Make us your home page

Today’s top headlines delivered to you daily.

(View our Privacy Policy)

HCC president Gwen Stephenson to retire next year

TAMPA — Before Gwendolyn W. Stephenson took over Hillsborough Community College in 1997, the place had an air of paranoia, tension and poor morale.

Community leaders were concerned, and HCC's accreditation was in jeopardy.

But Stephenson, who on Friday announced plans to retire, engineered a remarkable turnaround. The college's finances stabilized. Employee complaints of intimidation and retaliation dropped. Work began on new programs and facilities.

The progress was so broad and deep that about two years ago, when HCC's accreditation was renewed, reviewers didn't make a single suggestion for improvement.

Across Tampa Bay, St. Petersburg College president Carl Kuttler took notice. Hoping to ensure that his own college's review went as well, Kuttler took a van full of people to HCC and spent three hours asking Stephenson how she did it.

"She helped guide us, and a lot of it is very technical," he said. "I appreciated her leadership on that.''

That is one sign of the reputation Stephenson has built during her 12 years as president of a school with an operating budget of about $100 million and 45,000-plus students — more than Florida State University — on five campuses.

"She had a major impact," said former state Rep. and Sen. Les Miller. "My office back then, before she got in, was bombarded with many, many complaints. When she got there, it just seemed to mellow out. Things changed."

Stephenson, 66, announced her June 2010 retirement plans Friday morning during a meeting for all full-time HCC employees on the Plant City campus.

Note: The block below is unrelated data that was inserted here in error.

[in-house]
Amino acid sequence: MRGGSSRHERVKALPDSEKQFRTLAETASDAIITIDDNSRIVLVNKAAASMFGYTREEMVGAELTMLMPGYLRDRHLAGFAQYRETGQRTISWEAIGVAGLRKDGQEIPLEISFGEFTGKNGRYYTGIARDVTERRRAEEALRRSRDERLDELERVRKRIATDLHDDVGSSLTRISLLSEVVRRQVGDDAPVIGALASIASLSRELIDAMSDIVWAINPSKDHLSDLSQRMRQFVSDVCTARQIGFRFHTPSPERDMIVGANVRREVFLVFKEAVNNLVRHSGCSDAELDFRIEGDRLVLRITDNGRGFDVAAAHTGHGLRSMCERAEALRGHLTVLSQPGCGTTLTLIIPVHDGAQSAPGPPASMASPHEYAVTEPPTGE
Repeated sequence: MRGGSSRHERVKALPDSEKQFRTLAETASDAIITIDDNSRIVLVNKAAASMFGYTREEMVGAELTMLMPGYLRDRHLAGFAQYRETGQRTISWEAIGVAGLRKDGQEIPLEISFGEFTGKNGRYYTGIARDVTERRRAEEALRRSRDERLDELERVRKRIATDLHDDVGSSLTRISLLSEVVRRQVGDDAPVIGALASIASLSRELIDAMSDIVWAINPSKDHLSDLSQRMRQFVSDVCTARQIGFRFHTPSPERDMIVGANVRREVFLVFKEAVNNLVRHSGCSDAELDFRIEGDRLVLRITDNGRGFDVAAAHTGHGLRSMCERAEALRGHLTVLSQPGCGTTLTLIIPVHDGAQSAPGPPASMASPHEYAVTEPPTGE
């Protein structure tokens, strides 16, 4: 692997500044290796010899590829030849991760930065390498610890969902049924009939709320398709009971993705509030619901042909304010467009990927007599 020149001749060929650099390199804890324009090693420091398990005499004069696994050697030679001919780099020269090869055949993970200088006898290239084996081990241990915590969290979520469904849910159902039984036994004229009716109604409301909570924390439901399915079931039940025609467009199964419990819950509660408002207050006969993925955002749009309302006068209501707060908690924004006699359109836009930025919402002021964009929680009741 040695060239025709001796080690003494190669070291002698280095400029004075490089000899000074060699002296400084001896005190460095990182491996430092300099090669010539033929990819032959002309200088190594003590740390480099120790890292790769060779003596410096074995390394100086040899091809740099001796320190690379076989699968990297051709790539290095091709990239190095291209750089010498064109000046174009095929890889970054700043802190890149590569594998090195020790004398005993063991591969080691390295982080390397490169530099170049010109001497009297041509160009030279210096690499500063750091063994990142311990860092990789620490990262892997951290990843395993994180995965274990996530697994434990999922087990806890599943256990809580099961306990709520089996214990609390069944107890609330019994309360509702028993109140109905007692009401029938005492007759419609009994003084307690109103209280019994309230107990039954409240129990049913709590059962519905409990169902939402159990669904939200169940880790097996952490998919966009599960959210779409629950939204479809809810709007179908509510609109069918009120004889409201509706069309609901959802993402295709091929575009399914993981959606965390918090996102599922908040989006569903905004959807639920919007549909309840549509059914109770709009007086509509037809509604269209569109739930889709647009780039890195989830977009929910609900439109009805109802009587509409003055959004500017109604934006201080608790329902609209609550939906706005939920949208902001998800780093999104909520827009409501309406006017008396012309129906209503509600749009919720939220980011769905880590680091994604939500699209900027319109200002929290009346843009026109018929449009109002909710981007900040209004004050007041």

"There are cycles in every organization, as in life, and the art of leading well, as in living well, is to recognize a new cycle struggling to emerge," she said.

Stephenson, whose salary and benefits total about $333,000 a year, said announcing her retirement plans now will give college trustees time to launch a national search to find a new president.

An educator and psychologist, Stephenson came to HCC from a job as chancellor of the much larger St. Louis Community College, which she also led out of serious financial and image problems.

While observers give Stephenson's tenure high marks, HCC has encountered a few bumps along the way: a developer's proposal that was too good to be true, a dustup with preservationists in Ybor City and a computer system that, when stressed, is prone to fainting spells.

Still, during her tenure, HCC has:

• Created more than 170 new academic programs.

• Built a 420-bed student apartment complex on its Dale Mabry campus.

• Opened its fifth campus, the SouthShore Center in Ruskin. Officials say it is Florida's first community college campus to receive a gold-level certified green designation from the U.S. Green Building Council.

• Acquired 123 additional acres for college use, built 470,000 square feet in new construction and renovated or remodeled 438,000 square feet.

What Stephenson did not do was follow the lead of other community colleges, which increasingly are trying shed their two-year images and offer four-year degrees.

Instead, HCC continues to focus on conferring two-year degrees and providing technical and work force education.

With the University of South Florida up the road, Hillsborough students already have access to four-year degrees, so HCC has decided not to duplicate that.

"There's a better way to use our resources," college spokeswoman Ashley Carl said.

In recent years, HCC has customized training programs for employers such as Verizon and the H. Lee Moffitt Cancer Center & Research Institute. This year, the college launched an initiative to recruit more foreign students and develop a curriculum with a more international focus.

Kuttler, who said St. Petersburg College's four-year programs are geared toward meeting work force needs, said he understands HCC's vision. If he had USF's main campus so close by, he might feel the same way, he said.

The head of HCC's faculty union gives Stephenson credit for stabilizing the college's finances and building its foundation, allowing for the distribution of more than $3.5 million in scholarships.

"The opportunities for scholarships for students have just skyrocketed since she arrived," said union president Liana Fernandez Fox, who teaches math on HCC's Ybor City campus.